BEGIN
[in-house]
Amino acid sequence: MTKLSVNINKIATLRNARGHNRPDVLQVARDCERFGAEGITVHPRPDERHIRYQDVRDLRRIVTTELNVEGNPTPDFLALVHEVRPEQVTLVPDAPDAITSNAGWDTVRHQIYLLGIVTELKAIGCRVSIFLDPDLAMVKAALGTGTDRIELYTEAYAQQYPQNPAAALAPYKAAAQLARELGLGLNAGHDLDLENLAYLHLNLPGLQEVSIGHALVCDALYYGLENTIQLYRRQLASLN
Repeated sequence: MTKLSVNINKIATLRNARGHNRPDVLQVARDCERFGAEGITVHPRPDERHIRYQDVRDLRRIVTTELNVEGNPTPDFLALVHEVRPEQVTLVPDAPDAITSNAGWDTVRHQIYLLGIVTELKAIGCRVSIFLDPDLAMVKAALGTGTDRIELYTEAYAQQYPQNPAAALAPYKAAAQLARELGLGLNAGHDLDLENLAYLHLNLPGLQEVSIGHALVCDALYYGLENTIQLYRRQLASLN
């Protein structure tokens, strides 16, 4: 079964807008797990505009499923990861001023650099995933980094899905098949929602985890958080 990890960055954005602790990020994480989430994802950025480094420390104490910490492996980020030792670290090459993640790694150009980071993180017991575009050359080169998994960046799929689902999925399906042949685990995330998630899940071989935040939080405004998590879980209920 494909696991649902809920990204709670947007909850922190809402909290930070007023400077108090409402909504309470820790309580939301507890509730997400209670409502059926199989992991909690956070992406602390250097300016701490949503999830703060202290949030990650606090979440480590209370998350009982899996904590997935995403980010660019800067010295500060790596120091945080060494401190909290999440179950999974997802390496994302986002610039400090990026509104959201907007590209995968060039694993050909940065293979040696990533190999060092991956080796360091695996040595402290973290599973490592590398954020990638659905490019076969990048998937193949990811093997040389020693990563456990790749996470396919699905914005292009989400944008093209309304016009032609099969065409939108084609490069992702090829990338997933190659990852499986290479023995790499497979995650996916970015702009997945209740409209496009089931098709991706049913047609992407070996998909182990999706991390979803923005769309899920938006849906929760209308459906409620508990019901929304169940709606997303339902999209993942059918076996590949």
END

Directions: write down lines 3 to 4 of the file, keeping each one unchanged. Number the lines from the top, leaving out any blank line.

Repeated sequence: MTKLSVNINKIATLRNARGHNRPDVLQVARDCERFGAEGITVHPRPDERHIRYQDVRDLRRIVTTELNVEGNPTPDFLALVHEVRPEQVTLVPDAPDAITSNAGWDTVRHQIYLLGIVTELKAIGCRVSIFLDPDLAMVKAALGTGTDRIELYTEAYAQQYPQNPAAALAPYKAAAQLARELGLGLNAGHDLDLENLAYLHLNLPGLQEVSIGHALVCDALYYGLENTIQLYRRQLASLN
């Protein structure tokens, strides 16, 4: 079964807008797990505009499923990861001023650099995933980094899905098949929602985890958080 990890960055954005602790990020994480989430994802950025480094420390104490910490492996980020030792670290090459993640790694150009980071993180017991575009050359080169998994960046799929689902999925399906042949685990995330998630899940071989935040939080405004998590879980209920 494909696991649902809920990204709670947007909850922190809402909290930070007023400077108090409402909504309470820790309580939301507890509730997400209670409502059926199989992991909690956070992406602390250097300016701490949503999830703060202290949030990650606090979440480590209370998350009982899996904590997935995403980010660019800067010295500060790596120091945080060494401190909290999440179950999974997802390496994302986002610039400090990026509104959201907007590209995968060039694993050909940065293979040696990533190999060092991956080796360091695996040595402290973290599973490592590398954020990638659905490019076969990048998937193949990811093997040389020693990563456990790749996470396919699905914005292009989400944008093209309304016009032609099969065409939108084609490069992702090829990338997933190659990852499986290479023995790499497979995650996916970015702009997945209740409209496009089931098709991706049913047609992407070996998909182990999706991390979803923005769309899920938006849906929760209308459906409620508990019901929304169940709606997303339902999209993942059918076996590949």